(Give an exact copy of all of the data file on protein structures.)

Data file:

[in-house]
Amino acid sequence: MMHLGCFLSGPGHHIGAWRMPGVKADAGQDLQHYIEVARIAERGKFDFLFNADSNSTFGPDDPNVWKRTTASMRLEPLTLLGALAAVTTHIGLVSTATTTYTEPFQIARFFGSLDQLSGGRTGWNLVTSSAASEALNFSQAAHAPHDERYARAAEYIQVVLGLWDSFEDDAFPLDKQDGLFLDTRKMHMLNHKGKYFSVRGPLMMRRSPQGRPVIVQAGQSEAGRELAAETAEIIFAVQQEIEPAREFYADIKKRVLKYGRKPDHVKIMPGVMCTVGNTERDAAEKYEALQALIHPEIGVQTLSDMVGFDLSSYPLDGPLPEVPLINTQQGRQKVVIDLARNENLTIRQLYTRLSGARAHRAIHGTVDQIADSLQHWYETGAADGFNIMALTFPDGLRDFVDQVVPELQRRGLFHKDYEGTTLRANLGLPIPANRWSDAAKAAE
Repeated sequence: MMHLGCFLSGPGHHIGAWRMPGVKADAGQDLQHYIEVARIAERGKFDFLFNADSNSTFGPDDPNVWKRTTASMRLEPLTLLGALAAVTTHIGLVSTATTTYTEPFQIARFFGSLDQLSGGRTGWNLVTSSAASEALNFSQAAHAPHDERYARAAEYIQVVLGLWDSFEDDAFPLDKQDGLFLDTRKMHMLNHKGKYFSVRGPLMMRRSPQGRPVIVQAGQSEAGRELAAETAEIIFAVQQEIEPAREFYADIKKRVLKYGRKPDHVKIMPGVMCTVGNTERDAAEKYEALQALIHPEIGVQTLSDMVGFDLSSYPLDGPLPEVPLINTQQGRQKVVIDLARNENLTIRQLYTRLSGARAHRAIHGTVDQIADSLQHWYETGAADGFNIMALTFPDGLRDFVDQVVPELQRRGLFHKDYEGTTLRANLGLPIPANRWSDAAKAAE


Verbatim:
[in-house]
Amino acid sequence: MMHLGCFLSGPGHHIGAWRMPGVKADAGQDLQHYIEVARIAERGKFDFLFNADSNSTFGPDDPNVWKRTTASMRLEPLTLLGALAAVTTHIGLVSTATTTYTEPFQIARFFGSLDQLSGGRTGWNLVTSSAASEALNFSQAAHAPHDERYARAAEYIQVVLGLWDSFEDDAFPLDKQDGLFLDTRKMHMLNHKGKYFSVRGPLMMRRSPQGRPVIVQAGQSEAGRELAAETAEIIFAVQQEIEPAREFYADIKKRVLKYGRKPDHVKIMPGVMCTVGNTERDAAEKYEALQALIHPEIGVQTLSDMVGFDLSSYPLDGPLPEVPLINTQQGRQKVVIDLARNENLTIRQLYTRLSGARAHRAIHGTVDQIADSLQHWYETGAADGFNIMALTFPDGLRDFVDQVVPELQRRGLFHKDYEGTTLRANLGLPIPANRWSDAAKAAE
Repeated sequence: MMHLGCFLSGPGHHIGAWRMPGVKADAGQDLQHYIEVARIAERGKFDFLFNADSNSTFGPDDPNVWKRTTASMRLEPLTLLGALAAVTTHIGLVSTATTTYTEPFQIARFFGSLDQLSGGRTGWNLVTSSAASEALNFSQAAHAPHDERYARAAEYIQVVLGLWDSFEDDAFPLDKQDGLFLDTRKMHMLNHKGKYFSVRGPLMMRRSPQGRPVIVQAGQSEAGRELAAETAEIIFAVQQEIEPAREFYADIKKRVLKYGRKPDHVKIMPGVMCTVGNTERDAAEKYEALQALIHPEIGVQTLSDMVGFDLSSYPLDGPLPEVPLINTQQGRQKVVIDLARNENLTIRQLYTRLSGARAHRAIHGTVDQIADSLQHWYETGAADGFNIMALTFPDGLRDFVDQVVPELQRRGLFHKDYEGTTLRANLGLPIPANRWSDAAKAAE